thumbnailFigure 2. Histopathologic specimen shows a continuum of abnormal germinal centers (GC) with prominent CD 23-positive follicular dendritic cells (dense black brown staining) and subtle vascular proliferation (original magnification, ×200). MZ, mantle zone.

A multislice CT scan of the head, thorax, and abdomen was subsequently performed and allowed for the exclusion of multicentric type CD. The lymph node in the left axilla on CT was described as a well-circumscribed, homogeneous mass lesion with moderate to intense enhancement and rapid washout (Figure 3). The patient underwent open biopsy by a surgical gynecologist, and the enlarged axillary lymph node was completely excised (Figure 4). The postoperative course was uneventful, clinical follow-ups were unremarkable, and there has been no evidence of recurrence.

thumbnailFigure 3. CT scan shows enlarged lymph node (arrow) in the left axilla.

thumbnailFigure 4. Macroscopic aspect of affected lymph node measuring 4.5 cm.

Discussion

CD is a rare, benign lymphoproliferative disorder of unknown etiology. The two main hypotheses for its development are an abnormal immune response and viral infection. Human herpes virus 8 and interleukin 6 are regarded to be linked to the pathogenesis [4]. Microscopically, as stated above, two histological subtypes are known: the HV type and PC type. Depending on the clinical presentation, CD can also be divided into a localized and multicentric type. About 90% of the localized type belongs to the HV subgroup, as seen in our patient, and almost all of the multicentric type is histologically the PC subtype.

CD can develop anywhere that lymphoid tissue is found, most commonly in the mediastinum (60%), but also in the abdomen, neck, lung, and retroperitoneum. Less than 4% of cases present as a lymph nodal mass in the axilla [5]. Patients with the HV type are usually asymptomatic, as our patient was, whereas patients with the PC type typically present with a broad variety of symptoms such as fever, weight loss, generalized lymphadenopathy, night sweats, and hepatosplenomegaly. As also demonstrated in our case, localized CD is normally cured after excision of the tumor with an excellent prognosis and 5-year survival of approximately 100%. On the other hand, successful treatment of the multicentric type often requires multimodal management including radiotherapy, chemotherapy, and surgery. The prognosis is generally less favorable [4].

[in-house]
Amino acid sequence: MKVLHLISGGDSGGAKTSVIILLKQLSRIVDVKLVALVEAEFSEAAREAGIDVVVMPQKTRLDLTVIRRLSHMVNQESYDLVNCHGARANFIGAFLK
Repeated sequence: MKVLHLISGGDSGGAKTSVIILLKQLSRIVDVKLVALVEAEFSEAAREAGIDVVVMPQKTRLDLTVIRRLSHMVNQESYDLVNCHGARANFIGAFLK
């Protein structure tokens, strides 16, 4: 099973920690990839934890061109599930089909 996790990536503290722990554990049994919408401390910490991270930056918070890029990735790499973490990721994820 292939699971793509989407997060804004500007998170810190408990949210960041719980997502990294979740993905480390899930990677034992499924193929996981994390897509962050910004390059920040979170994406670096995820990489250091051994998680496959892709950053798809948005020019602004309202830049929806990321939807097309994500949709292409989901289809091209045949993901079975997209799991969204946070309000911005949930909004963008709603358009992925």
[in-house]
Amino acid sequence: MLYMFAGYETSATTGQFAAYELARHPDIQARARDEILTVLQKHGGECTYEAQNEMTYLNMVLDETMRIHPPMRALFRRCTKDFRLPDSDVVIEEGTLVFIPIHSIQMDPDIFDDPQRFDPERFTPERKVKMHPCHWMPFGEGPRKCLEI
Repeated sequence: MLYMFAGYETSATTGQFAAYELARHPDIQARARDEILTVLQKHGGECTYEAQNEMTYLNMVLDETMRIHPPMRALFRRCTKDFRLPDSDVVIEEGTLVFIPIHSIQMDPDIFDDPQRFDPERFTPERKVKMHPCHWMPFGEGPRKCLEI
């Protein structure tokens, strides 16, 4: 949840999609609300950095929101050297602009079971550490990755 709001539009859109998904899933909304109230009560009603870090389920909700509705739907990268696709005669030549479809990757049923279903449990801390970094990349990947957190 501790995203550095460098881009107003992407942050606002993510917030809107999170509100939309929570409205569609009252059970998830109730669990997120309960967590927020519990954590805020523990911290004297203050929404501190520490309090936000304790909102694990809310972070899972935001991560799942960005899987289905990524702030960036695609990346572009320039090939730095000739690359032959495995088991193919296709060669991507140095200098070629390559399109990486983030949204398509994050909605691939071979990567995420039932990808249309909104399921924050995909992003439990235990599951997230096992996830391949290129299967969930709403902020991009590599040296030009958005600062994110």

In most cases of CD, as in our patient, US shows a hypoechoic, well-circumscribed homogeneous mass lesion [6]. In all reported cases, the longitudinal to transverse axis ratio of involved lymph nodes was more than 2 and was significantly higher in benign than in malignant lymph nodes [7]. Color Doppler findings are characteristic for the diagnosis of CD: prominent peripheral vascular proliferation in the node is not seen in healthy or reactive lymph nodes and is absent from lymph nodes affected by malignancy. Reactive lymph nodes are more likely to preserve a normal vascularity pattern with central hilar vessels, whereas lymph nodes in patients with CD show bizarre new blood vessels in the periphery due to neovascularization, as in our patient [8]. Histologically, polymorphous lymphoreticular infiltrates containing numerous capillaries are seen at the periphery of the lymph node. Malignant lymph nodes typically present a mixed vascular distribution including both central and peripheral flow.